Future Fossils: Krister Klassman’s haunting show

There’s a haunting quality to Krister Klassman’s exhibition at Cole Gallery which is at first hard to pin down.

As is often the case with first impressions, this refusal to be pinned down turns out to be at the heart of the show.

The sparsely placed sculptures, aluminium casts of discarded items of clothing; a forlorn sock, a t-shirt flung to the floor as in a teenager’s bedroom, are so charged with the presence of their former owners that they are almost like portraits. A sweatshirt actually rears up to greet you as you enter the compact gallery, while a pair of jeans lounges nonchalantly against a wall.

Klassman’s sculptures present us with ordinary, domestic items that have been crystalized. Unassuming, functional objects in their previous lives, cast in aluminium they become functionless, no longer defined by their simple use value. The unremarkable recast as the strange and unknowable, the works seem to reference the fossils conjured by Walter Benjamin in the Arcades Project, where the detritus of nineteenth century capitalism is recast as the prehistoric relic. Benjamin uses the fossil as an image of a primal truth locked within the everyday, and speaks of mutability of things, presenting them as iterations of previous things, the new as the ever the same. Like Benjamin, Klassman seems interested in use and exchange value and the potentiality of things, in transformation.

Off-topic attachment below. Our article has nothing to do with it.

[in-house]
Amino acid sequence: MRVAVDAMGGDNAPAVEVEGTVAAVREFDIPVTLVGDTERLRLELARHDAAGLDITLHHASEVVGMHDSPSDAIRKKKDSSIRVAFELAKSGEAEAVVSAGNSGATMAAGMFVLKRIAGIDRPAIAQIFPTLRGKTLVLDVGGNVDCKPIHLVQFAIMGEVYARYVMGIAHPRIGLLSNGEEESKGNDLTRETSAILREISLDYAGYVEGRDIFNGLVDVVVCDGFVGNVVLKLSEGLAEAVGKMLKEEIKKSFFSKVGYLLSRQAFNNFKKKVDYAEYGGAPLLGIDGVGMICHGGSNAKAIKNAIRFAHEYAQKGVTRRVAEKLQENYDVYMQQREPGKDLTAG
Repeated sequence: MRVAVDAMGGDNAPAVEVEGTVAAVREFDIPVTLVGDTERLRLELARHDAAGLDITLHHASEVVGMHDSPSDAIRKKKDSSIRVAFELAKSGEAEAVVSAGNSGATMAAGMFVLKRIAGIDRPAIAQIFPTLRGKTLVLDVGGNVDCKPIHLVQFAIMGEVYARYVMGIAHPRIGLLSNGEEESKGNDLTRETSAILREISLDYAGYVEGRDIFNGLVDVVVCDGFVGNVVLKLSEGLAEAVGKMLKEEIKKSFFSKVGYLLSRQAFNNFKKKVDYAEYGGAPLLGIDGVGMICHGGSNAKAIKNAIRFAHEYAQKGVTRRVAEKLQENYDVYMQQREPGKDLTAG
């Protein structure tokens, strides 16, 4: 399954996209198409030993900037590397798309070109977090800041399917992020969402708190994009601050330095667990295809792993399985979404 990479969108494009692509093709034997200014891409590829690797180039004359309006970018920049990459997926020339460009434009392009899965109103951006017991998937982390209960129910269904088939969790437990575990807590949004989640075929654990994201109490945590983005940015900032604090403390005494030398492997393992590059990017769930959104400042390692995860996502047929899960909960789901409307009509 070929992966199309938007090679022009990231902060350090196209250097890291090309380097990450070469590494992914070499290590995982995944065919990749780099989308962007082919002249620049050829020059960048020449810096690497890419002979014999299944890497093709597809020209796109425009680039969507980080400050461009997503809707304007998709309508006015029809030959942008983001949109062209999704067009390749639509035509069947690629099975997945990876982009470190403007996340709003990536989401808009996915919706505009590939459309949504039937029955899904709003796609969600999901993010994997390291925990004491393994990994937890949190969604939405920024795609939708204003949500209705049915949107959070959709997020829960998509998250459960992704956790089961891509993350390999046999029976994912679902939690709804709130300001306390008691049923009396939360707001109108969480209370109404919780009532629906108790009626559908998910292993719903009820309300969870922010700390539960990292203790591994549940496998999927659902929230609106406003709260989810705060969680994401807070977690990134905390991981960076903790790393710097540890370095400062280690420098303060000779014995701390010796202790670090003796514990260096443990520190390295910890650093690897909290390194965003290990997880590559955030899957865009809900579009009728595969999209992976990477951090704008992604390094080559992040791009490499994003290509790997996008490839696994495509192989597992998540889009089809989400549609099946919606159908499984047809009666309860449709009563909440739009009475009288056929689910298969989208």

Another connection to Benjamin’s fossil is the shared interest in the relationship between time and the object. By capturing his subjects at a very definite point in their histories he draws our attention to the many lives of objects, which include the lives they share with us and other, more solitary ones. And yet, the absence of humanity immediately recalls it; the works are testament to the paradoxical character of the human touch, at once fleeting and enduring.

The relationship between object and subject is at the heart of these sculptures, which demonstrate the futility of trying to separate object and subject. I think this may be what Klassman refers to when he talks of the ‘consciousness’ of the work: the agency of the object, a reminder of the role of the material world in mediating and contributing to the production of experience. It this is interplay between object and subject is what gives the works their power to disarm and intrigue.

Krister Klassman’s Future Fossils is showing at Cole Gallery, London

words Laura Purseglove

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